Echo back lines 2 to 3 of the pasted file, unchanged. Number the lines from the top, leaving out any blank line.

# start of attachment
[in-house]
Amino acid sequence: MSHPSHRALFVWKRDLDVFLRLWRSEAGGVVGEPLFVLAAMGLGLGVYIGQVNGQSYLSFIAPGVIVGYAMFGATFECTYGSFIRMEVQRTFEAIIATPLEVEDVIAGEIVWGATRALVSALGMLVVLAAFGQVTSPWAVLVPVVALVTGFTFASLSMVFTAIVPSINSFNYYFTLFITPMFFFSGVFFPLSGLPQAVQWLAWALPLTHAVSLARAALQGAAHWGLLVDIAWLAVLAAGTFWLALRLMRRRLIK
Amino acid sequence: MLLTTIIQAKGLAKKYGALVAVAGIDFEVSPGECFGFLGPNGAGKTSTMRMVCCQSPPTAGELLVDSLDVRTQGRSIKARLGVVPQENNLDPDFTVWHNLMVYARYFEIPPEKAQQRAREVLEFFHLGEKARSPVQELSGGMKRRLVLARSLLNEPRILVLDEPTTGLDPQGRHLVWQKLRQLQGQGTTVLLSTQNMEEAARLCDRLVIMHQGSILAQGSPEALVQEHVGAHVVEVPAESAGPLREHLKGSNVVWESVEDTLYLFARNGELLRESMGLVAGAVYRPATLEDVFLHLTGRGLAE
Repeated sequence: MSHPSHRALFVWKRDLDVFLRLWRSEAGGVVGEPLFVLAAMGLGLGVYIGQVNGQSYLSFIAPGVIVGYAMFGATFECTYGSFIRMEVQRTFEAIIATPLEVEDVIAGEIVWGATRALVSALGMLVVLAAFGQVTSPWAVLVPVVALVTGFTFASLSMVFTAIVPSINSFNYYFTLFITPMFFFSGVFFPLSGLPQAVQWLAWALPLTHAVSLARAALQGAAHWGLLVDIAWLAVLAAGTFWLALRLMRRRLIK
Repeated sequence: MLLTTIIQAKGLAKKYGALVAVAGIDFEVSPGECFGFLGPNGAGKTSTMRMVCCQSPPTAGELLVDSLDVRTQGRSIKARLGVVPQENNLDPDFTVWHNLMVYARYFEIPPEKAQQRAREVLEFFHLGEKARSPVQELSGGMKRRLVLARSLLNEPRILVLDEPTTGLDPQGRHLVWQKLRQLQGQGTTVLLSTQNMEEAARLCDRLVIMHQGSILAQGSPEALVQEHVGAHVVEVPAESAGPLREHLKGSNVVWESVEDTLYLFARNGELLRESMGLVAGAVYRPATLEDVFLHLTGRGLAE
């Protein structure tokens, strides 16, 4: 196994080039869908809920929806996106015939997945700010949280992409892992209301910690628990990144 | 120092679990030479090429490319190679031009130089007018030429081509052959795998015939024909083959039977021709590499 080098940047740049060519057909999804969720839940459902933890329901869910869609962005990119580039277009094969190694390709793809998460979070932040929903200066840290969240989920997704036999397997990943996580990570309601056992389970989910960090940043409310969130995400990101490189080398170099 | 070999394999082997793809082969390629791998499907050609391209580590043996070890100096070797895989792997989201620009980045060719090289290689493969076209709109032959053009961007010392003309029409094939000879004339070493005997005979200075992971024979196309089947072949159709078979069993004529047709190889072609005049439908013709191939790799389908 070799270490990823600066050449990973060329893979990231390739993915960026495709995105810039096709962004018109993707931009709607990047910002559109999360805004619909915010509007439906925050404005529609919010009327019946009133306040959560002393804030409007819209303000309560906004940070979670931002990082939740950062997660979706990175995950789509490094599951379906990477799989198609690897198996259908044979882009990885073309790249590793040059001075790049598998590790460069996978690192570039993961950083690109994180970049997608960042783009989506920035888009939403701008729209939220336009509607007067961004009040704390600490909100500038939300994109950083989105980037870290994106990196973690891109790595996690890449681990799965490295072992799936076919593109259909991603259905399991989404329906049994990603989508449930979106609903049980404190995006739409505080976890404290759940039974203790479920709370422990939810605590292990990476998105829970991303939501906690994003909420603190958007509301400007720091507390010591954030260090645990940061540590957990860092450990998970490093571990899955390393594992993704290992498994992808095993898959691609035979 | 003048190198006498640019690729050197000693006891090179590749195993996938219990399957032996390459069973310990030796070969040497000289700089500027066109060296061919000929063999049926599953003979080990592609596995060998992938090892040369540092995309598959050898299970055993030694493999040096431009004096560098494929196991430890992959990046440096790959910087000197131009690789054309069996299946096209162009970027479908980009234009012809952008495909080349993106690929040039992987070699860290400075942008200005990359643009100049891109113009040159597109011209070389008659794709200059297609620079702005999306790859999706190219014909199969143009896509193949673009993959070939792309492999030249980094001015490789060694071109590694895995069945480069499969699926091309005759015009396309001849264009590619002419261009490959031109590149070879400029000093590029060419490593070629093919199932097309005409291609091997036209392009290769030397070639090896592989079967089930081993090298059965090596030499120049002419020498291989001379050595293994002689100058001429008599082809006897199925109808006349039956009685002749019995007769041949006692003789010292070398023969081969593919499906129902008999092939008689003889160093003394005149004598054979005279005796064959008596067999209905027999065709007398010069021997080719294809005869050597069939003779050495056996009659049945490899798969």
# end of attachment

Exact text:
Amino acid sequence: MSHPSHRALFVWKRDLDVFLRLWRSEAGGVVGEPLFVLAAMGLGLGVYIGQVNGQSYLSFIAPGVIVGYAMFGATFECTYGSFIRMEVQRTFEAIIATPLEVEDVIAGEIVWGATRALVSALGMLVVLAAFGQVTSPWAVLVPVVALVTGFTFASLSMVFTAIVPSINSFNYYFTLFITPMFFFSGVFFPLSGLPQAVQWLAWALPLTHAVSLARAALQGAAHWGLLVDIAWLAVLAAGTFWLALRLMRRRLIK
Amino acid sequence: MLLTTIIQAKGLAKKYGALVAVAGIDFEVSPGECFGFLGPNGAGKTSTMRMVCCQSPPTAGELLVDSLDVRTQGRSIKARLGVVPQENNLDPDFTVWHNLMVYARYFEIPPEKAQQRAREVLEFFHLGEKARSPVQELSGGMKRRLVLARSLLNEPRILVLDEPTTGLDPQGRHLVWQKLRQLQGQGTTVLLSTQNMEEAARLCDRLVIMHQGSILAQGSPEALVQEHVGAHVVEVPAESAGPLREHLKGSNVVWESVEDTLYLFARNGELLRESMGLVAGAVYRPATLEDVFLHLTGRGLAE